So what about a private-sector initiative? What’s interesting is that there are private investors nosing around Ohio. One is Brightline which said it wants to do another rail project, possibly outside of Florida, after it gets its trains into Orlando. Another is a Kentucky investor who rightfully sees the Chicago-Indianapolis-Cincinnati/Louisville travel market as ripe for passenger rail. And the Chinese have been looking in Ohio and elsewhere for projects that combine rail/real estate development, be they urban, regional or intercity passenger rail.

Some believe that private sector leadership of a passenger rail project is the only way Ohio will get trains. To them, the FRA’s updated MWRRS plan may be good news. While trains services below 90 mph aren’t likely to garner much private interest, the MWRRS report will show that all proposed Ohio routes operating at 90-125 mph or faster, as part of a connected Midwest network, will generate enough operating revenues to at least cover the operating costs.

According to the FRA’s preliminary data, the Midwest’s most promising market is the Chicago-Detroit-Toledo-Cleveland-Pittsburgh corridor network. At 90-125 mph or faster, its frequent trains are projected to attract 7.2 million riders per year and achieve a revenue-to-cost ratio of 157 percent. The reason? There’s 10 million people in the consolidated metro area of Chicago (3rd largest), 5.3 million in Detroit (12th), 3.5 million in Cleveland (15th), 2.6 million in Pittsburgh (20th), 650,000 in Youngstown (74th) and in Toledo (75th).

That should draw private-sector interest. So might federal PAB or a low-interest federal loan from the Railroad Rehabilitation & Improvement Financing (RRIF) program. Both can be used to fund rail infrastructure, trains, stations and, just as important, real estate development around stations to enhance ridership and revenues.

Let’s see how the private and public sectors react to the FRA’s MWRRS report when it is released in December. All Aboard Ohio is already doing its part to make sure they’re aware that Ohio’s looks pretty good in it.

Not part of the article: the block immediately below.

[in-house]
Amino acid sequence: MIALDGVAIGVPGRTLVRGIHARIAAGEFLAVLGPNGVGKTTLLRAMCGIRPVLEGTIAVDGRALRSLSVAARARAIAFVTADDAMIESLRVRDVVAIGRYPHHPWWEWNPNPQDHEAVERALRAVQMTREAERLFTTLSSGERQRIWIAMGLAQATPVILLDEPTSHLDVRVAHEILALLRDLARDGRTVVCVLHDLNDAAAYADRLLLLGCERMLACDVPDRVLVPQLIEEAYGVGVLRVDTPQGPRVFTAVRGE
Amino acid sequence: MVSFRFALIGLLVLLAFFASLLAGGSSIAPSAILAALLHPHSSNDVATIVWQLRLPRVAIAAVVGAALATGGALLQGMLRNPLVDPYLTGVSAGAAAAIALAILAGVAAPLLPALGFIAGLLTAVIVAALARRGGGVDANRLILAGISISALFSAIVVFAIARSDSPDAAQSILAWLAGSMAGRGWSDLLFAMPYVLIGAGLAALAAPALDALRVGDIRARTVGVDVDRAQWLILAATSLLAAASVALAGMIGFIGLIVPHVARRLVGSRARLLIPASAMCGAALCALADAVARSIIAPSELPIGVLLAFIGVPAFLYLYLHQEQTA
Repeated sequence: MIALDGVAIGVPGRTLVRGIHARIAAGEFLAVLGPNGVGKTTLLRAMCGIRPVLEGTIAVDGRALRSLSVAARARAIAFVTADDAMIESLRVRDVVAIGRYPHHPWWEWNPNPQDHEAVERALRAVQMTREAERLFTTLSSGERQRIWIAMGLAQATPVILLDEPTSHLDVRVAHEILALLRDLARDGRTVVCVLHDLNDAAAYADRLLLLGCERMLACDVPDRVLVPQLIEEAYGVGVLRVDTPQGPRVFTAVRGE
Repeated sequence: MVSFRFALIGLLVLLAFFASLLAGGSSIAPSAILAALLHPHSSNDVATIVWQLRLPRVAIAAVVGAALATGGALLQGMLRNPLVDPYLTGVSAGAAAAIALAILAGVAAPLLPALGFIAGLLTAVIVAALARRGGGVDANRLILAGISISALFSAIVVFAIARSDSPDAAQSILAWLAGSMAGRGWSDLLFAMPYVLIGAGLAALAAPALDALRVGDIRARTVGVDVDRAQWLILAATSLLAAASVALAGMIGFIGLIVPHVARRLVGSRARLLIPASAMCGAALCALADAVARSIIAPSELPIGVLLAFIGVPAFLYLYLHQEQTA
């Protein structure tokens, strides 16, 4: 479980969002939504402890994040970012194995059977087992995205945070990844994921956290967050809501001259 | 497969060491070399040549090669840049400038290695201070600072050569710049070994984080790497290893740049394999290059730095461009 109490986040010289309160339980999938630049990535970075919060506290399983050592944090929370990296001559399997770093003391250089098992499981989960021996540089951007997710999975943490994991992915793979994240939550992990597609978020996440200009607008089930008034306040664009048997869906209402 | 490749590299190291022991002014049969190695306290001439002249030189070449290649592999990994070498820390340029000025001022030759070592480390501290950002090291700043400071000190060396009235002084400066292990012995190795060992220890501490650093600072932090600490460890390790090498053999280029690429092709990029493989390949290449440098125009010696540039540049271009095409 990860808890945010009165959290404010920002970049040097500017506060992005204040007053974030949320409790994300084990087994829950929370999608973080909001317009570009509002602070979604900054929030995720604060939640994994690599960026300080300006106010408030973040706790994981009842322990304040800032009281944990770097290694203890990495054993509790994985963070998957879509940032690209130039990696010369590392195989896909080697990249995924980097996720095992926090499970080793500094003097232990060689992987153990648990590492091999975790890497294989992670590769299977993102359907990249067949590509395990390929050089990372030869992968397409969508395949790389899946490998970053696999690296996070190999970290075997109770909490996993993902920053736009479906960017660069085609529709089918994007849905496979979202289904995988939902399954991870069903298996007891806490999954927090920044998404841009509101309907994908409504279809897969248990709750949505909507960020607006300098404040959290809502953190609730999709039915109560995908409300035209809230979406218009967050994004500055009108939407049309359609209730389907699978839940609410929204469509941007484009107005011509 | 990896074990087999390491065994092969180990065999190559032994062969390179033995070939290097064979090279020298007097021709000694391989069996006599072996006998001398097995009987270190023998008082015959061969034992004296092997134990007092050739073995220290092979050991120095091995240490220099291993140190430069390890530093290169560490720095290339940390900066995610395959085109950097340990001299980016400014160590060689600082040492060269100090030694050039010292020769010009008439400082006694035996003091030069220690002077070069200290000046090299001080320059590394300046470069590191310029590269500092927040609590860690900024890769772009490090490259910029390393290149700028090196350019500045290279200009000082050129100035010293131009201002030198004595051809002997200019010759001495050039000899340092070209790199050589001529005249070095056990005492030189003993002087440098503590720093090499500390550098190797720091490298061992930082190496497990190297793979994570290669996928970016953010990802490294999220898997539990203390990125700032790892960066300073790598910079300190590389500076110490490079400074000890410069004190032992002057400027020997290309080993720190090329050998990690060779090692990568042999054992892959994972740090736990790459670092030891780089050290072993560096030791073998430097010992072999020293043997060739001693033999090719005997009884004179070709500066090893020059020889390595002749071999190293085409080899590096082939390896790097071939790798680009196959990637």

Midwest rail plan is promising for Ohio


Preliminary data shows the Midwest’s most promising passenger rail route for future development is a 580-mile corridor network linking Chicago (the nation’s 3rd-largest consolidated metro area) with Detroit (12th-largest), Cleveland (15th-largest) and Pittsburgh (20th-largest) plus lots of smaller metros, tourist towns and college towns. As part of a larger network, frequent trains operating at 90-125 mph or faster could attract 7.2 million riders per year and produce revenues 157% greater than operating costs. But will the public/private sectors lead/support the development of this corridor in Ohio?

Although it is still a few months away from completion, the Midwest Regional Rail System (MWRRS) study by the Federal Railroad Administration (FRA) and its consulting team is delivering some early returns. Those returns are in the form of ridership and operating cost-effectiveness projections that show Ohio has several potential intercity passenger rail routes deserving of strong consideration for public and private investment.


Indeed, one of the Ohio routes is projected to have the highest revenue-to-cost ratio of any Midwest route studied, according to preliminary data. All Aboard Ohio is already engaging stakeholders statewide to make them aware of the MWRRS findings. Please let us know of any stakeholders who should be contacted by e-mailing us at info@allaboardohio.org or calling us toll-free at 1-800-464-RAIL (7245).

Estimates of ridership, revenues, operating costs, capital costs and benefits are being developed for multiple Ohio routes, both as stand-alone corridors and as parts of an inter-connected system. The Ohio routes in this study include:

  • Cincinnati-Indianapolis-Chicago (via Greensburg, IN and/or Oxford, OH)
  • Cleveland-Columbus-Dayton-Cincinnati
  • Cleveland-Toledo-Chicago (via Fort Wayne, IN, South Bend, IN and/or Detroit)
  • Columbus-Chicago (via Lima, OH-Fort Wayne and/or Dayton-Indianapolis)
  • Detroit-Indianapolis (via Toledo-Fort Wayne)
  • Eastern Gateways (Cleveland-Buffalo, Cleveland-Pittsburgh, Columbus-Pittsburgh, plus two that bypass Ohio – Detroit-London-Buffalo and Detroit-London, ON-Toronto-Montreal)

This study represents an update of past, Midwest network planning efforts in the 2000s and in the 1990s. Those efforts ultimately resulted in upgrading the Wolverine (Detroit-Chicago) and Lincoln (St. Louis-Chicago) corridors to 110 mph standards as well as developing new services to the Quad Cities and to Rockford.